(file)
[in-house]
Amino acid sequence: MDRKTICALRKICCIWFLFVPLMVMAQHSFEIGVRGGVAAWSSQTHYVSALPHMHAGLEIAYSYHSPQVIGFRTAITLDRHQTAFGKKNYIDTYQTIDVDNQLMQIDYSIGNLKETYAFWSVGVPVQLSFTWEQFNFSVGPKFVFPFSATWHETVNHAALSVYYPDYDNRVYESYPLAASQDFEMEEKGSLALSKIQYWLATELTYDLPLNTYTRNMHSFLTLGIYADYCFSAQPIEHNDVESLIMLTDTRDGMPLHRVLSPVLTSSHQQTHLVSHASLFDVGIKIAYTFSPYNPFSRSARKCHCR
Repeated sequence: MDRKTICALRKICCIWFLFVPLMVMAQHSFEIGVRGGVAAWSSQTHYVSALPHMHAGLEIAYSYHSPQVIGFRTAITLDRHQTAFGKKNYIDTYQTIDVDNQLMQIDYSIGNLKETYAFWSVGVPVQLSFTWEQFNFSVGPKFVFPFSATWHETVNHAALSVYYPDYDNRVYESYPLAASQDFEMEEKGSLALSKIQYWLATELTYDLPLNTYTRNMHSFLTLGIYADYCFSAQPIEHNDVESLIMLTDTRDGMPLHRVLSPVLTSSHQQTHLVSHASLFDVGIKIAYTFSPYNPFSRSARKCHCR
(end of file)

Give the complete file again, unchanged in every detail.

[in-house]
Amino acid sequence: MDRKTICALRKICCIWFLFVPLMVMAQHSFEIGVRGGVAAWSSQTHYVSALPHMHAGLEIAYSYHSPQVIGFRTAITLDRHQTAFGKKNYIDTYQTIDVDNQLMQIDYSIGNLKETYAFWSVGVPVQLSFTWEQFNFSVGPKFVFPFSATWHETVNHAALSVYYPDYDNRVYESYPLAASQDFEMEEKGSLALSKIQYWLATELTYDLPLNTYTRNMHSFLTLGIYADYCFSAQPIEHNDVESLIMLTDTRDGMPLHRVLSPVLTSSHQQTHLVSHASLFDVGIKIAYTFSPYNPFSRSARKCHCR
Repeated sequence: MDRKTICALRKICCIWFLFVPLMVMAQHSFEIGVRGGVAAWSSQTHYVSALPHMHAGLEIAYSYHSPQVIGFRTAITLDRHQTAFGKKNYIDTYQTIDVDNQLMQIDYSIGNLKETYAFWSVGVPVQLSFTWEQFNFSVGPKFVFPFSATWHETVNHAALSVYYPDYDNRVYESYPLAASQDFEMEEKGSLALSKIQYWLATELTYDLPLNTYTRNMHSFLTLGIYADYCFSAQPIEHNDVESLIMLTDTRDGMPLHRVLSPVLTSSHQQTHLVSHASLFDVGIKIAYTFSPYNPFSRSARKCHCR